1. Take a look at Christian art, architecture and music as outward signs of how Jesus becoming human inspired creative expression. Find out what sparked, sustained and challenged these people. [iv] Might that do the same for me?
    2. Take some of the imagery from Scripture, especially from the prophets who describe “that day” when God’s Kingdom is come, and pray with them. What would be necessary for our homes and parishes to be seen as houses of prayer[v], as mountains where people come to be refreshed[vi], as wells where the deepest thirsts of humankind are slaked[vii], where lions and lambs lay down together[viii]?  Where is that already the case?  What else might be done?
    3. Take Pope Francis’ image of the church as a field hospital[ix] and play that out in terms of practical choices for budget, ministry formation and training and mission. Add to that his vision expressed in Amoris Laetitia.[x]  What do we see when we do that?
    4. Read the documents from Vatican II [xi]with an eye toward how they take Jesus’ humanity and divinity as the spark that lit the imagination expressed in those documents. How are we as individuals and parishes putting flesh on the great ideas expressed therein regarding ecumenism, regarding the universal call to holiness, regarding the idea that the hopes, dreams, joys and sorrows of the people of God are the concern of the Church, regarding full, conscious and active participation in the liturgy and on the list can go?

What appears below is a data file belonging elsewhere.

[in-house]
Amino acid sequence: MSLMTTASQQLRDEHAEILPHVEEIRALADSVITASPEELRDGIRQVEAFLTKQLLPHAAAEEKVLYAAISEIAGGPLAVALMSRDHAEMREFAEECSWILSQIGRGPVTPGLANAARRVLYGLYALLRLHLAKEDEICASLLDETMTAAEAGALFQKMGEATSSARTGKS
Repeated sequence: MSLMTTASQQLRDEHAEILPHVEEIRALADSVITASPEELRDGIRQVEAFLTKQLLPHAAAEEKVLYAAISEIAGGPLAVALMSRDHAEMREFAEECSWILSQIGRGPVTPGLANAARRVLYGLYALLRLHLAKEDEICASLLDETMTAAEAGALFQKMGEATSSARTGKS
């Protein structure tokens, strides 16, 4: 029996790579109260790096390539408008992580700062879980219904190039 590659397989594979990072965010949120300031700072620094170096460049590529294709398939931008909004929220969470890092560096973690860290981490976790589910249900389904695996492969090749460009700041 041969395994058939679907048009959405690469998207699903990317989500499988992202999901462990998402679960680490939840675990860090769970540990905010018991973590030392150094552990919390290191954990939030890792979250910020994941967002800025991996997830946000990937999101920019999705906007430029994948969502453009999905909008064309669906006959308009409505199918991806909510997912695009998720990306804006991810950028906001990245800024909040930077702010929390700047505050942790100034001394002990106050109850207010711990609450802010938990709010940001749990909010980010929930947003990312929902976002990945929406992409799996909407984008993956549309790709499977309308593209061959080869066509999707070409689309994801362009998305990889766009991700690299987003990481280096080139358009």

3. Challenge 3: Really believing that the Lord is calling us to encounter Him where He ministered, on the margins with those who most need compassion, healing and justice.
    1. Engage in works of charity and justice. Commit to see the poor, marginalized, immigrant, elderly and sick as the most beloved of God because they most need God’s touch.  Then go and do.
    2. Learn more deeply about one or more structural conditions that hold others back from becoming what God intends them to become: systemic racism, unbridled capitalism, overly complex regulatory hoops, public education funded by local tax dollars (see systemic racism).  Agree to deeply examine my own beliefs and practices to see how I benefit from these situations and to come to terms with what I must sacrifice for them to be changed.[xii]
    3. Seek out the stories of the immigrants, the refugees, the generational poor, people who have been trafficked for sex or drugs, victims of floods and famine, those living in oppressive political regimes. [xiii] Allow my heart to be softened, and my intellect to be challenged to find remedies.
  4. Challenge 4: To be open to conversion, and to a new life that may not look at all like the one I have.
    1. Practice an examen daily.[xiv]
    2. Embrace simple living [xv]and a disposition of leaving a small footprint on the earth.[xvi]
    3. Pray for courage to speak truth to power, and to my own family.[xvii]
    4. Seek to build small Christian communities where this is the disposition, and so where a new family can emerge if the other family rejects, betrays or abandons me.[xviii]